A recent arrest for “super extreme DUI” could lead to questions about the structure of Arizona DUI laws for those who do not understand how these laws are designed. Steven Ray Hadley, Jr., of Lake Havasu City was arrested by Mohave County Sheriff’s deputies for DUI when they stopped him for erratic driving. Radley admitted to having consumed alcohol, and a blood test revealed that his BAC was .233 percent.
Law enforcement officials then charged Radley with four counts: DUI; DUI with a BAC over .08 percent; extreme DUI with a BAC over .15 percent; and super extreme DUI with a BAC over .20 percent.
Many people do not understand how a person can be charged with four different DUI charges from a single stop. However, Arizona law permits these types of charges, so anyone with a blood alcohol content of more than .20 percent must be aware of the potential for them to face serious charges.
Arizona’s Four DUI Levels
Arizona law allows four types of DUI charges based on blood alcohol content, as follows:
- Impaired to the slightest degree. A DUI based on “impaired to the slightest degree” can be charged against anyone whose driving is allegedly affected by alcohol or drugs, no matter what their BAC. However, someone who is charged with DUI without having a blood alcohol content of .08 percent or higher may be found not guilty if the police cannot show that the driver truly was impaired.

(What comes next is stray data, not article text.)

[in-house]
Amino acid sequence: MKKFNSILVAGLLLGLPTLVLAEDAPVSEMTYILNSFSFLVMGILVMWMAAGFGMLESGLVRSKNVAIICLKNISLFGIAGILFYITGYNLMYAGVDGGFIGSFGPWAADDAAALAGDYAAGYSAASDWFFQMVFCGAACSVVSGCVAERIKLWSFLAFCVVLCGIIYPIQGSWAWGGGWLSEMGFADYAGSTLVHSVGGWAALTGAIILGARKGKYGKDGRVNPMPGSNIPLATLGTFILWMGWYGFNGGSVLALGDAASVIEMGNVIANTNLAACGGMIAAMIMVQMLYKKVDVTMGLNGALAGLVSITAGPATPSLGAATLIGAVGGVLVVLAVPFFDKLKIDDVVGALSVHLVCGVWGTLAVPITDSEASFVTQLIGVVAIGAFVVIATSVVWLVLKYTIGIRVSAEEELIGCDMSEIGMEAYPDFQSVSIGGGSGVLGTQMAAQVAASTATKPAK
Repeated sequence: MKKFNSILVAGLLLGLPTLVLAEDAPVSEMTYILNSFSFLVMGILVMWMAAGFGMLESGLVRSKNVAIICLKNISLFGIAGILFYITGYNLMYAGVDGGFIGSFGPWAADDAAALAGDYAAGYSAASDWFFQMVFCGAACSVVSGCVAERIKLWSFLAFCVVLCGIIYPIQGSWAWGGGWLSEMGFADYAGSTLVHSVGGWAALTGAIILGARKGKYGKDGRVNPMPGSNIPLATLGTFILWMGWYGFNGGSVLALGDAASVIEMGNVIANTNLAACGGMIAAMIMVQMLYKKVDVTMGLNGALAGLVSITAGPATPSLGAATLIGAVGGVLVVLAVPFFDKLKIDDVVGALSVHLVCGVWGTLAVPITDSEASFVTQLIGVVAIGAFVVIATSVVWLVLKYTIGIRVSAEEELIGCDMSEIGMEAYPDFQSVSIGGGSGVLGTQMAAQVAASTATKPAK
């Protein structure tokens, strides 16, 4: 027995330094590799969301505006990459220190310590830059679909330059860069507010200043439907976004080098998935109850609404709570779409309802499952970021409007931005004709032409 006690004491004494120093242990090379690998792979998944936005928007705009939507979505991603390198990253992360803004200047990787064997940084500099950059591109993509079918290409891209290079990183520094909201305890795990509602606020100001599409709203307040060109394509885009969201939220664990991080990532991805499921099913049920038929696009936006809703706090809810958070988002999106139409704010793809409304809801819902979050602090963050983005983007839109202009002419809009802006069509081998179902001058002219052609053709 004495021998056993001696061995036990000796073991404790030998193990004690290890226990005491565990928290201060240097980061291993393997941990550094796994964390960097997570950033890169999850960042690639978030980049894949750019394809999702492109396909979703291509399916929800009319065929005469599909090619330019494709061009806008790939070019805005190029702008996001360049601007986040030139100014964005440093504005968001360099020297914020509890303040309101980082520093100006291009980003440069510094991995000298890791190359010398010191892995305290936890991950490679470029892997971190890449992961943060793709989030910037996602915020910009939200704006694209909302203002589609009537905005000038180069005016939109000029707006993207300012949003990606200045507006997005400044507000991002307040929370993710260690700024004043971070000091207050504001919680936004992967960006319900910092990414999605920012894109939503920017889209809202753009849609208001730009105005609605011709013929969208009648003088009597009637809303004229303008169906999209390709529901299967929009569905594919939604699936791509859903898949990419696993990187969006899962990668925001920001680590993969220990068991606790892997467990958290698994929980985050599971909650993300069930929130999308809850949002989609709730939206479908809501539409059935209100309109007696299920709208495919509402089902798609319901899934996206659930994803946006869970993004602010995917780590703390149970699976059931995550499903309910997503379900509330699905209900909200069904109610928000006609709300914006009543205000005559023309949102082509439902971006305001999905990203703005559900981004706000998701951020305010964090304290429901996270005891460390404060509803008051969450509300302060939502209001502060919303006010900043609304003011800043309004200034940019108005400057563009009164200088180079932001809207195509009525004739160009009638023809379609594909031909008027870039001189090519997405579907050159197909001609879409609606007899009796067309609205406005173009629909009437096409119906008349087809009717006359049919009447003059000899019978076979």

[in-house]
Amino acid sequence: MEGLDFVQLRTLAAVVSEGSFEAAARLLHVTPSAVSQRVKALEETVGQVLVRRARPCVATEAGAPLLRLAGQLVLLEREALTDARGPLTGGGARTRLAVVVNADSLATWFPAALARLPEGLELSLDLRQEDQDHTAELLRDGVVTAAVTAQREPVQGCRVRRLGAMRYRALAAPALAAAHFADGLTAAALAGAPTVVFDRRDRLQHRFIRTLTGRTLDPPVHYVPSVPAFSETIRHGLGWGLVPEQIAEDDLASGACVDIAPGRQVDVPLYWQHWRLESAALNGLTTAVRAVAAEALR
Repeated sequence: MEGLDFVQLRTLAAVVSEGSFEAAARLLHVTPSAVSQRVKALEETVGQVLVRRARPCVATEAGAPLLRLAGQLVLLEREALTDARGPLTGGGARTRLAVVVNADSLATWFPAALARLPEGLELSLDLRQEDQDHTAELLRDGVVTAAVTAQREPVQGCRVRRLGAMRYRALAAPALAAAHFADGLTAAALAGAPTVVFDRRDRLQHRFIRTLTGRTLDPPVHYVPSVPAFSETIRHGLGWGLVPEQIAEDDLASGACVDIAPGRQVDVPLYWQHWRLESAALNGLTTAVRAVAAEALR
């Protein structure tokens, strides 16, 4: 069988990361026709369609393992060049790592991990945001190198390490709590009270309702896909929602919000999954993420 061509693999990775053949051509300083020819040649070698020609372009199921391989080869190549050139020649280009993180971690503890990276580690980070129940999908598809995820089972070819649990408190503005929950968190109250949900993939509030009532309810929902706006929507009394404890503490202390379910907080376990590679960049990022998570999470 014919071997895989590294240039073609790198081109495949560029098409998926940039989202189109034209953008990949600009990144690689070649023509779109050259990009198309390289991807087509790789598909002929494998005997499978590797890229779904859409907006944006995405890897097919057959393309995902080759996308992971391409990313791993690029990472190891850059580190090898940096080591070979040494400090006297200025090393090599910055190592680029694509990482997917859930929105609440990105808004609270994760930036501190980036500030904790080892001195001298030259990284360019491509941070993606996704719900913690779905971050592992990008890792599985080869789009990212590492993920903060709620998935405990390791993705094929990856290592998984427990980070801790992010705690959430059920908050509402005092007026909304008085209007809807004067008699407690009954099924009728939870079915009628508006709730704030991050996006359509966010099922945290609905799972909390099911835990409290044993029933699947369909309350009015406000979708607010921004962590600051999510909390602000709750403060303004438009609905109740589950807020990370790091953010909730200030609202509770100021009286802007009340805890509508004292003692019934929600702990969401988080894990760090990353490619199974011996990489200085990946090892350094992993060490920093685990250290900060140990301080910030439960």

- DUI. Driving under the influence of alcohol depends on a blood alcohol of more than .08 percent but less than .15 percent. This is the “traditional” DUI charge that most people think of when they hear the term. This is also the type of charge that does not require the police to show that the driver was impaired; the judge can assume a driver with a blood alcohol content of more than .08 percent was impaired. This is known as a per se charge.
- Extreme DUI. A person with a BAC between .08 percent and .15 percent can be charged with Extreme DUI and is subject to stricter penalties as well.
- Super Extreme DUI. Arizona is one of the few states that has a Super Extreme DUI charge that allows the judge to impart very serious penalties for anyone with a BAC of greater than .20 percent.
The reasoning on charging someone with four DUIs is fairly simple. In order to reach .20 percent, a driver must have been impaired to the slightest degree and driving under the influence at the lower alcohol levels first, so the law allows prosecutors to charge the driver with all four types of DUI.
Alex Lane can explain the various levels of DUI to you and help you devise a defense to your charges, no matter what your BAC.